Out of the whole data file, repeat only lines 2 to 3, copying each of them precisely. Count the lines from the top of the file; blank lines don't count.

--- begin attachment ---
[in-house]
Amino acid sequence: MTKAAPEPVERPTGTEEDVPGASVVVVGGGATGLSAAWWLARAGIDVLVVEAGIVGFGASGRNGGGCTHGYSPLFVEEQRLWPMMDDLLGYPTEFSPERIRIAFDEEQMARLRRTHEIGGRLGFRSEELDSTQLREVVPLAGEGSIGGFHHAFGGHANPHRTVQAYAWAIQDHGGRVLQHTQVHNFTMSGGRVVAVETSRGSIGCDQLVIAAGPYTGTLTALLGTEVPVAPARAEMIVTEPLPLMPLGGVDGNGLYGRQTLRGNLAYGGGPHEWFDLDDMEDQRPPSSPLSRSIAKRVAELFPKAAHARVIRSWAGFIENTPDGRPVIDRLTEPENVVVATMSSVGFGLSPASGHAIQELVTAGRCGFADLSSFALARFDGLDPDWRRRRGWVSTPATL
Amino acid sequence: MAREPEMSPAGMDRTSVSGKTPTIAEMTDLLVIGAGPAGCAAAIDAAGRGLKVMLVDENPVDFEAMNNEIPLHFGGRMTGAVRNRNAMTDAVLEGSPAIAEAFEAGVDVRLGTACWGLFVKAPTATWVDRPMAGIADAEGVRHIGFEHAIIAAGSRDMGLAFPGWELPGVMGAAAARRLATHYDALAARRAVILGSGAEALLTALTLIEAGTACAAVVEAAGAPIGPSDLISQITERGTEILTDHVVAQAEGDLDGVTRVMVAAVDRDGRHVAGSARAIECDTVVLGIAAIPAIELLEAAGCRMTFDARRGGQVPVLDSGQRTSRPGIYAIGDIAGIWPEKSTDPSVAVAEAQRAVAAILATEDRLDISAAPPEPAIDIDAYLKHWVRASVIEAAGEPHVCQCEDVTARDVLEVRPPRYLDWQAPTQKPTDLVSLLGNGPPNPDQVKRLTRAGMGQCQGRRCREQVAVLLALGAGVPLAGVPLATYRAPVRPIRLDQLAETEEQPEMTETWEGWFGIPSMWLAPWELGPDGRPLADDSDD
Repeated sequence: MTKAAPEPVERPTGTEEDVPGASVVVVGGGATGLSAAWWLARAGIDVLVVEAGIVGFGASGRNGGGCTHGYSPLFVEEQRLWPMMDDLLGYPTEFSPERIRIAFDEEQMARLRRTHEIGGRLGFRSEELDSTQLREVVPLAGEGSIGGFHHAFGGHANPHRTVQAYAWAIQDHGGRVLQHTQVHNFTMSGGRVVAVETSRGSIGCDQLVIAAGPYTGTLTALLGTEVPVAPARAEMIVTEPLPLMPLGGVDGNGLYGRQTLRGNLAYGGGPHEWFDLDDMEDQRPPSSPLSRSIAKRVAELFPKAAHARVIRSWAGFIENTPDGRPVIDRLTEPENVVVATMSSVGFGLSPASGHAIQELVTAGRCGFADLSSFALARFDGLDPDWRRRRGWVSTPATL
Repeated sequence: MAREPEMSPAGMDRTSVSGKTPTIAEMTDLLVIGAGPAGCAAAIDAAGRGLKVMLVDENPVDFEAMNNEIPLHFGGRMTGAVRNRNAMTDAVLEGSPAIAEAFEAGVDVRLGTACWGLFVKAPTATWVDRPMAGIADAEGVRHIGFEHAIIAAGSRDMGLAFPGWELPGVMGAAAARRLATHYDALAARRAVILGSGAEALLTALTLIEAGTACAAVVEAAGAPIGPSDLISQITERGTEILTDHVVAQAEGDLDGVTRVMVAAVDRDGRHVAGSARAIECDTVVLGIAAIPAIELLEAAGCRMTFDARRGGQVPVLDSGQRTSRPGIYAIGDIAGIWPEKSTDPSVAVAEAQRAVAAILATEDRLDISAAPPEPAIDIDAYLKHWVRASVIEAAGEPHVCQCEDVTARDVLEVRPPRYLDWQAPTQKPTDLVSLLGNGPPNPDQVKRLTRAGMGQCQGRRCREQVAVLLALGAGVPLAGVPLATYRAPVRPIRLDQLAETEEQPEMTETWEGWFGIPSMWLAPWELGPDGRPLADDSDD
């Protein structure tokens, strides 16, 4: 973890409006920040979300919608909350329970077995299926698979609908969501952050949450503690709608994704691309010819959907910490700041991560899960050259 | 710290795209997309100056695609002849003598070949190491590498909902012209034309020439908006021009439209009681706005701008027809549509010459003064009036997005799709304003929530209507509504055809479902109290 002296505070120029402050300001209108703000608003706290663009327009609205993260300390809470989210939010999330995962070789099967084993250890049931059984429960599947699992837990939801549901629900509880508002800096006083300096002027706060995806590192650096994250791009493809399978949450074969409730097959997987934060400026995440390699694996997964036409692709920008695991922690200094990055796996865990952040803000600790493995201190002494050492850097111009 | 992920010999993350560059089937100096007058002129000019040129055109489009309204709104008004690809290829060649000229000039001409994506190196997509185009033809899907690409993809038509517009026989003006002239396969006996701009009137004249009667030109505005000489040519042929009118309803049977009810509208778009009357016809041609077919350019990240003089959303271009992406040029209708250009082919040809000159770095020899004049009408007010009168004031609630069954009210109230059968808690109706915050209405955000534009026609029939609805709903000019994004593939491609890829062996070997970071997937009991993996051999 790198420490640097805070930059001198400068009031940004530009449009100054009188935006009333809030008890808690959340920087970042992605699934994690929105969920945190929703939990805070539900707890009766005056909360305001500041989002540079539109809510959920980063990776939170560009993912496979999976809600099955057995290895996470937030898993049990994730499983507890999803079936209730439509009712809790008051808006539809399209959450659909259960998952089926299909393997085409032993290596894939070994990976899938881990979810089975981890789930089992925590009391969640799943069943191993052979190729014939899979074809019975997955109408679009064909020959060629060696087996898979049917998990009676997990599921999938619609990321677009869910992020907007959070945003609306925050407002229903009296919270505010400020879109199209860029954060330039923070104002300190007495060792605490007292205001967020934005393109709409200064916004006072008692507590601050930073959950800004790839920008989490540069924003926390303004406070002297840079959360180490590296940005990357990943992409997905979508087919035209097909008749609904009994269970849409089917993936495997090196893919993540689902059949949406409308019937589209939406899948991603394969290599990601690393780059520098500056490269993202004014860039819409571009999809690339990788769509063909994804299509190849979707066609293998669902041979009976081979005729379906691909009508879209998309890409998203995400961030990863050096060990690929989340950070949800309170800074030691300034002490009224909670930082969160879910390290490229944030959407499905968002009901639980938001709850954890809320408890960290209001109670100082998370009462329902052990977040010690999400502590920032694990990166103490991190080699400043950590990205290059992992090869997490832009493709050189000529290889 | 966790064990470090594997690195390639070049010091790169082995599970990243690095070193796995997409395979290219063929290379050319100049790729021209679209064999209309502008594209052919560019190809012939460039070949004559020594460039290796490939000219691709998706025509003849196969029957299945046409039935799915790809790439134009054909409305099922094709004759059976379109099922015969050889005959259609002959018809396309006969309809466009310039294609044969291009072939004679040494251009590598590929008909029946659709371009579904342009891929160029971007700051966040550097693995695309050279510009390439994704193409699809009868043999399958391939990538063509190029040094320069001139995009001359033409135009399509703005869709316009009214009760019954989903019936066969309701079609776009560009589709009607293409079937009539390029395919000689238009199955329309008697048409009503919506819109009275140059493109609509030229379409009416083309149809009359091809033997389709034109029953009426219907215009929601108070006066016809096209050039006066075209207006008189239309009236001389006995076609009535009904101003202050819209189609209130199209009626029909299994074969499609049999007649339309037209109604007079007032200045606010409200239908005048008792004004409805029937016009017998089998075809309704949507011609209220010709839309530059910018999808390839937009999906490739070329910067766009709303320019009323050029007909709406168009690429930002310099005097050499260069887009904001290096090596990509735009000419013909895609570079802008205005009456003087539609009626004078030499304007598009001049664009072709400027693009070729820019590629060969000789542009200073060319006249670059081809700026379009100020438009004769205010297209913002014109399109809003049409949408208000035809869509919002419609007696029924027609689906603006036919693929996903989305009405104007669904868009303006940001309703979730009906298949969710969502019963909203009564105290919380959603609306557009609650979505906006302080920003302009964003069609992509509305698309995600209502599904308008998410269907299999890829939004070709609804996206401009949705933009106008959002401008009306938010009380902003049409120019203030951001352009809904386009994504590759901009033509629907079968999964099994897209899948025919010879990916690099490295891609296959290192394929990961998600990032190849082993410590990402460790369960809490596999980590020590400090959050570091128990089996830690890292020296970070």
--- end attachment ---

Amino acid sequence: MTKAAPEPVERPTGTEEDVPGASVVVVGGGATGLSAAWWLARAGIDVLVVEAGIVGFGASGRNGGGCTHGYSPLFVEEQRLWPMMDDLLGYPTEFSPERIRIAFDEEQMARLRRTHEIGGRLGFRSEELDSTQLREVVPLAGEGSIGGFHHAFGGHANPHRTVQAYAWAIQDHGGRVLQHTQVHNFTMSGGRVVAVETSRGSIGCDQLVIAAGPYTGTLTALLGTEVPVAPARAEMIVTEPLPLMPLGGVDGNGLYGRQTLRGNLAYGGGPHEWFDLDDMEDQRPPSSPLSRSIAKRVAELFPKAAHARVIRSWAGFIENTPDGRPVIDRLTEPENVVVATMSSVGFGLSPASGHAIQELVTAGRCGFADLSSFALARFDGLDPDWRRRRGWVSTPATL
Amino acid sequence: MAREPEMSPAGMDRTSVSGKTPTIAEMTDLLVIGAGPAGCAAAIDAAGRGLKVMLVDENPVDFEAMNNEIPLHFGGRMTGAVRNRNAMTDAVLEGSPAIAEAFEAGVDVRLGTACWGLFVKAPTATWVDRPMAGIADAEGVRHIGFEHAIIAAGSRDMGLAFPGWELPGVMGAAAARRLATHYDALAARRAVILGSGAEALLTALTLIEAGTACAAVVEAAGAPIGPSDLISQITERGTEILTDHVVAQAEGDLDGVTRVMVAAVDRDGRHVAGSARAIECDTVVLGIAAIPAIELLEAAGCRMTFDARRGGQVPVLDSGQRTSRPGIYAIGDIAGIWPEKSTDPSVAVAEAQRAVAAILATEDRLDISAAPPEPAIDIDAYLKHWVRASVIEAAGEPHVCQCEDVTARDVLEVRPPRYLDWQAPTQKPTDLVSLLGNGPPNPDQVKRLTRAGMGQCQGRRCREQVAVLLALGAGVPLAGVPLATYRAPVRPIRLDQLAETEEQPEMTETWEGWFGIPSMWLAPWELGPDGRPLADDSDD